Monday Musing: Susan Sontag, Part I

In an essay about the Polish writer Adam Zagajewski, Sontag writes that as Zagajewski matured he managed to find “the right openness, the right calmness, the right inwardness (he says he can only write when he feels happy, peaceful.) Exaltation-—and who can gainsay this judgment from a member of the generation of ’68—is viewed with a skeptical eye.” She’s writing about what Zagajewski was able to achieve but she is also, of course, writing about herself.

Sontag was also a member of the generation of ’68, if a slightly older one. She too achieved an openness, calm, and inwardness as she matured, though it came with regrets and the sense that the pleasure of a literary life is an ongoing battle against a world that is predisposed to betray that pleasure.

Writing about Zagajewski again, she explains that his temperament was forged in the fires of an age of heroism, an ethical rigor made sharp by the demands of history. These men and women spent decades trying to write themselves out of totalitarianism, or they were trying to salvage something of their selves from what Sontag does not hesitate to call a “flagrantly evil public world”. And then suddenly, in 1989, it was all over. The balloon popped, the Wall came down. Wonderful events, no doubt, but with the end of that era came the end of the literary heroism made possible by its constraints. Sontag says, “how to negotiate a soft landing onto the new lowland of diminished moral expectations and shabby artistic standards is the problem of all the Central European writers whose tenacities were forged in the bad old days.”

Sontag also managed to come in softly after scaling the heights of a more exuberant time. In Sontag’s case, she wasn’t returning to earth after the struggle against a failing totalitarianism, she was coming down from the Sixties. But that is one of the most remarkable things about her. Not everyone was able to achieve such a soft landing after the turbulence and utopian yearnings of those years.

Sontag’s early writings are shot through with a sense of utopian exaltation, an exaltation so often associated with the Sixties. In her most ostensibly political work, “Trip to Hanoi”, she talks specifically about her mood in those days. As always, she is careful not to overstate things. “I came back from Hanoi considerably chastened,” she says. But then she goes on, heating up. “To describe what is promising, it’s perhaps imprudent to invoke the promiscuous ideal of revolution. Still, it would be a mistake to underestimate the amount of diffuse yearning for radical change pulsing through this society. Increasing numbers of people do realize that we must have a more generous, more humane way of being with each other; and great, probably convulsive social changes are needed to create these psychic changes.”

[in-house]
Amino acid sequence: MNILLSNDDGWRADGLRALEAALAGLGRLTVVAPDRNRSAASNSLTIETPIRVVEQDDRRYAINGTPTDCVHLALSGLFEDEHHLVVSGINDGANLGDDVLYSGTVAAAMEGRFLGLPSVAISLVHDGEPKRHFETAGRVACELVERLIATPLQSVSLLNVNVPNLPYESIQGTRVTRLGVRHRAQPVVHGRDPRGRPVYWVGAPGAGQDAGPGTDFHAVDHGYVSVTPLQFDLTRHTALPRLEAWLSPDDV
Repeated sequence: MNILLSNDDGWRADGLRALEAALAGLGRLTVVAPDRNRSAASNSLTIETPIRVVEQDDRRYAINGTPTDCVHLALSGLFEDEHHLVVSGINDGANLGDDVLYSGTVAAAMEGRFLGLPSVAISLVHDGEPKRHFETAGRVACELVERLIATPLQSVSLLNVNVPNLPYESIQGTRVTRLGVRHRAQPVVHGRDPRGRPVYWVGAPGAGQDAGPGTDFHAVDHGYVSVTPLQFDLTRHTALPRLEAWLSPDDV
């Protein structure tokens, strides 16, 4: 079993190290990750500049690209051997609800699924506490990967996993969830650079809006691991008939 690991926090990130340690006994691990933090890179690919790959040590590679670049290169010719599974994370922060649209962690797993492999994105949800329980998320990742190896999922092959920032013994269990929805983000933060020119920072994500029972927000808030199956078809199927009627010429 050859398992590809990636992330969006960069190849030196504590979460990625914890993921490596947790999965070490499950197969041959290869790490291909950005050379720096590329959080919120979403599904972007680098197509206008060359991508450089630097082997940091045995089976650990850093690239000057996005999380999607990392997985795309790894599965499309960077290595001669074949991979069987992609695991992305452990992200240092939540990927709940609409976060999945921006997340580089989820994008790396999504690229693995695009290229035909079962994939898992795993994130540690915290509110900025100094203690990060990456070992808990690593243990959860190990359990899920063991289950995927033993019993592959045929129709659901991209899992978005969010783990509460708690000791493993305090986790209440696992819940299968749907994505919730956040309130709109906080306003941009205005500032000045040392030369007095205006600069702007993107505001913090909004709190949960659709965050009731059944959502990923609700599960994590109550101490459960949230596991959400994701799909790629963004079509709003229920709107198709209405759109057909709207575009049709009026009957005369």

You won’t find Sontag in a more exalted state than that. Rarely, indeed, does she allow herself to become so agitated and unguarded, especially in the realm of the outwardly political. But that is exactly where one must interpret Sontag’s politics, and exaltation, extremely carefully.

Sontag’s political instincts gravitate toward the individual, in exactly the same way that she reverses the standard quasi-Marxian directions of causality in the above quote. Marxists generally want to transform consciousness as the necessary first step toward changing the world. In contrast, Sontag wants the world to change so that we can get a little more pleasure out of consciousness. Convulsive social changes, for Sontag, are but extreme measures for affecting a transformation that terminates in psychic changes. Politics means nothing if it obscures the solid core of the individual self. Her commitment to this idea gives all of her writing a Stoic ring even though she never puts forward a theory of the self or a formal ethics. It is the focus on her particular brand of pleasure that provides the key. Pleasure and the Self are so deeply intertwined in Sontag’s writing that one cannot even be conceived without the other.

Writing years later, in 1982, about Roland Barthes, Sontag spoke again pleasure and the individual self. Barthes great freedom as a writer was, for Sontag, tied up with his ability to assert himself in individual acts of understanding. Continuing a French tradition that goes back at least to Montaigne (a man not unaware of the Stoics), she argues that Barthes’ writing “construes the self as the locus of all possibilities, avid, unafraid of contradiction (nothing need be lost, everything may be gained), and the exercise of consciousness as a life’s highest aim, because only through becoming fully conscious may one be free.” She speaks about the life of the mind as a “life of desire, of full intelligence and pleasure.”

A human mind, i.e., an individual mind, will, at its best, be ‘more generous’ and ‘more humane’. But for Sontag, it is what humans have access to in the world of ideas, as individual thinking agents, that marks out the highest arena of accomplishment.

“Of course, I could live in Vietnam,” she writes in A Trip to Hanoi, “or an ethical society like this one—but not without the loss of a big part of myself. Though I believe incorporation into such a society will greatly improve the lives of most people in the world (and therefore support the advent of such societies), I imagine it will in many ways impoverish mine. I live in an unethical society that coarsens the sensibilities and thwarts the capacities for goodness of most people but makes available for minority consumption an astonishing array of intellectual and aesthetic pleasures. Those who don’t enjoy (in both senses) my pleasures have every right, from their side, to regard my consciousness as spoiled, corrupt, decadent. I, from my side, can’t deny the immense richness of these pleasures, or my addiction to them.”